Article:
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Brexit – your expat property questions answered

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THE DEBATE – should the UK leave the EU?

With the UK referendum on the 23rd June no one can be sure about the impact of a vote to leave the EU.

The vote is particularly relevant for those of us who live, work or own property outside the UK.

With an array of differing opinions we decided to look through some of the main news and information sources to give you an overview of the issues, the facts, the outcomes and answer some of the main questions posed by overseas property owners.

BREXIT – your expat questions answered

Could my second home in France or Spain be seized if Britain leaves?

No matter how hostile European nations become after Brexit, they still have to respect individual property rights. Both the United Nation’s Universal Declaration of Human Rights and the European Convention on Human Rights make this clear.


Could Brexit see expats deported by EU members?

Almost certainly not. First, there are numerous political reasons for EU states not to do such a thing, including the treatment of their own, numerous, nationals living in the UK. Mass expulsions of citizens from another developed economy would also startle foreign investors and potentially cause economic turmoil in the expelling country.

Expats would also enjoy significant legal protections that would apply after Brexit. Many lawyers argue that British expats living elsewhere in the EU at the time of Brexit would have individual “acquired rights” under international law.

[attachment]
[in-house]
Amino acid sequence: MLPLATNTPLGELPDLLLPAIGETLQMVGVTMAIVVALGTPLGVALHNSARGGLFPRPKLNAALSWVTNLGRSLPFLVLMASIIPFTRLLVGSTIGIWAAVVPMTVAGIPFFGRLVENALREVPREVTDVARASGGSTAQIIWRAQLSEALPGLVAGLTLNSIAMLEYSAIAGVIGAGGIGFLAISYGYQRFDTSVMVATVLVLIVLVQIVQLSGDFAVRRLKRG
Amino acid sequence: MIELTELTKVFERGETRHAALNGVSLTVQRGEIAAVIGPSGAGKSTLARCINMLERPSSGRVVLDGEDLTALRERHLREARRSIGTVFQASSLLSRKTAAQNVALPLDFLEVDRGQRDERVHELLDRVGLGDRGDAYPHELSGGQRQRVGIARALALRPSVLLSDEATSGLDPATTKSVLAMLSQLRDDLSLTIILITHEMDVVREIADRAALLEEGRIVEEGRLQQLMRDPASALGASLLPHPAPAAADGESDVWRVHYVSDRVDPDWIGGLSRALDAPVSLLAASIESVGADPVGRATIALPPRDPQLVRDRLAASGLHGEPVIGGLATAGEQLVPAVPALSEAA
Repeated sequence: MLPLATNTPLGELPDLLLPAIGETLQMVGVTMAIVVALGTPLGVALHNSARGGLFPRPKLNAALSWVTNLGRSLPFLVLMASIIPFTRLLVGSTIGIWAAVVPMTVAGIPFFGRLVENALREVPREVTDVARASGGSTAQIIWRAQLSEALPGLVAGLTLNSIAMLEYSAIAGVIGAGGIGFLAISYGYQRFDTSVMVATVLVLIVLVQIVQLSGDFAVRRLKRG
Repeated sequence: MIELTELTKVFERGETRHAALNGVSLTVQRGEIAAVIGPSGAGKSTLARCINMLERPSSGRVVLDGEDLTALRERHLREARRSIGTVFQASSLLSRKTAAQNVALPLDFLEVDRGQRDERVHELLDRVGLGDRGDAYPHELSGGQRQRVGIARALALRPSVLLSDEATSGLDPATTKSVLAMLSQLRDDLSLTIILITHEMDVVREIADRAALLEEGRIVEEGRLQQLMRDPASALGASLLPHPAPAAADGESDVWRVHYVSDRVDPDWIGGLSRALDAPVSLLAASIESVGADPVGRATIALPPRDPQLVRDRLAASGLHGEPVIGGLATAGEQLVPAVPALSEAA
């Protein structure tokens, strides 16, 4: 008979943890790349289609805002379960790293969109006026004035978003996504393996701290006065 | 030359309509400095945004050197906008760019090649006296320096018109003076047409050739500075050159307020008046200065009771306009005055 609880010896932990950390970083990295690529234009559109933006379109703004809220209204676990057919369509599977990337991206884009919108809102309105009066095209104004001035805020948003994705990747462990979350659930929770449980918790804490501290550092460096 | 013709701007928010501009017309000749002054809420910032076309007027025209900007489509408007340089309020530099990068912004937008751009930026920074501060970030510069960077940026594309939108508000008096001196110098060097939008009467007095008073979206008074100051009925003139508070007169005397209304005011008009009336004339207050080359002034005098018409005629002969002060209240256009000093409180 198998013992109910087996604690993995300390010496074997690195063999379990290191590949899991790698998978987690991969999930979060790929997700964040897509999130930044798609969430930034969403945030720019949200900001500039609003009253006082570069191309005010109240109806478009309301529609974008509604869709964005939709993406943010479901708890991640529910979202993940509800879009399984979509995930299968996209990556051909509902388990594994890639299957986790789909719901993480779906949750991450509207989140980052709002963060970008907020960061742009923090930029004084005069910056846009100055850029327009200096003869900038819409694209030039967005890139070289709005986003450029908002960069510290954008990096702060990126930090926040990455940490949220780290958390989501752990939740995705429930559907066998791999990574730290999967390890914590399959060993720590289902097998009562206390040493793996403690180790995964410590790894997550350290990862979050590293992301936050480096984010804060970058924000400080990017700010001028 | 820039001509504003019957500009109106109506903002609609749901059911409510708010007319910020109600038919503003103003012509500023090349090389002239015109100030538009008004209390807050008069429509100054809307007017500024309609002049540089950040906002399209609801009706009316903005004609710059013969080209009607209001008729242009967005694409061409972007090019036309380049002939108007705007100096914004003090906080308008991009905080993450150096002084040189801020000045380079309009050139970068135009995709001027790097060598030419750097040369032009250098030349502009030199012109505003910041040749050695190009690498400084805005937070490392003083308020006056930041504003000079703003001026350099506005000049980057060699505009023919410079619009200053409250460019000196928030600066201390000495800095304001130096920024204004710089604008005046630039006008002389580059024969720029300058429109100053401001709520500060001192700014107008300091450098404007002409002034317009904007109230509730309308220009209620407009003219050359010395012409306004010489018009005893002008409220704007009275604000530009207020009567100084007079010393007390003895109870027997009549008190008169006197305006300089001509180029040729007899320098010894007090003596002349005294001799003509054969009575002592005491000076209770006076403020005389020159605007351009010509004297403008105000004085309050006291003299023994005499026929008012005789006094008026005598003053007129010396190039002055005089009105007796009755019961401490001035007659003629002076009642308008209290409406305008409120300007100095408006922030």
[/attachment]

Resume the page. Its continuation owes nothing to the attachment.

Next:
This is based on the Vienna Convention of 1969, which says that the termination of a treaty “does not affect any right, obligation or legal situation of the parties created through the execution of the treaty prior to its termination.” The House of Commons Library says that “withdrawing from a treaty releases the parties from any future obligations to each other, but does not affect any rights or obligations acquired under it before withdrawal.”

In other words, Brits who have already exercised their right to live in EU states would keep that right after Brexit.


Could expats really be barred from EU healthcare and benefits?

It’s possible, but unlikely – not least given that it would open the door to retaliatory measures from the UK which hosts its own share of expats from European nations: there are as many as 3 million EU nationals living in Britain.